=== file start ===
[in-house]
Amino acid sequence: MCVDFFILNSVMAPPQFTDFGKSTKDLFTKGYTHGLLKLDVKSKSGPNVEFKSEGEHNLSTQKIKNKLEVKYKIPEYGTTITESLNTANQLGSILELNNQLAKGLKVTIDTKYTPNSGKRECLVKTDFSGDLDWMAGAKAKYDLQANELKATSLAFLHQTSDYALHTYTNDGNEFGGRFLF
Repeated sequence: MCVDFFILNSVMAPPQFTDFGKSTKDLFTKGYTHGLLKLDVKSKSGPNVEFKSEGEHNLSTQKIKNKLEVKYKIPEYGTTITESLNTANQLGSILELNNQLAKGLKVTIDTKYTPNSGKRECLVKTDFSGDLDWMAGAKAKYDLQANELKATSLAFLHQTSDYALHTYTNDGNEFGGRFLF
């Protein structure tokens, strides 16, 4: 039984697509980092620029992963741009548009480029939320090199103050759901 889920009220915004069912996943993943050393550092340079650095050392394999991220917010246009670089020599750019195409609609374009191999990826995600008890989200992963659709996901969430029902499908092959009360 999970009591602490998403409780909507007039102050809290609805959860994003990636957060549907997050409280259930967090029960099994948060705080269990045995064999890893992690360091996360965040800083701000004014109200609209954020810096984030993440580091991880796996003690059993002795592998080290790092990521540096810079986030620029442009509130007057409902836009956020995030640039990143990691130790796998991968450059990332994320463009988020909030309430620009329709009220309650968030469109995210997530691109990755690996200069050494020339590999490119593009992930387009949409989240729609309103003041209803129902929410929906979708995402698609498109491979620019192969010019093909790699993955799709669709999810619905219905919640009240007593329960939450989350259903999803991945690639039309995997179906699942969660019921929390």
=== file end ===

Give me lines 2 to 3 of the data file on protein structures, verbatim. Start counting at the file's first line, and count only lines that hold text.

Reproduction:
Amino acid sequence: MCVDFFILNSVMAPPQFTDFGKSTKDLFTKGYTHGLLKLDVKSKSGPNVEFKSEGEHNLSTQKIKNKLEVKYKIPEYGTTITESLNTANQLGSILELNNQLAKGLKVTIDTKYTPNSGKRECLVKTDFSGDLDWMAGAKAKYDLQANELKATSLAFLHQTSDYALHTYTNDGNEFGGRFLF
Repeated sequence: MCVDFFILNSVMAPPQFTDFGKSTKDLFTKGYTHGLLKLDVKSKSGPNVEFKSEGEHNLSTQKIKNKLEVKYKIPEYGTTITESLNTANQLGSILELNNQLAKGLKVTIDTKYTPNSGKRECLVKTDFSGDLDWMAGAKAKYDLQANELKATSLAFLHQTSDYALHTYTNDGNEFGGRFLF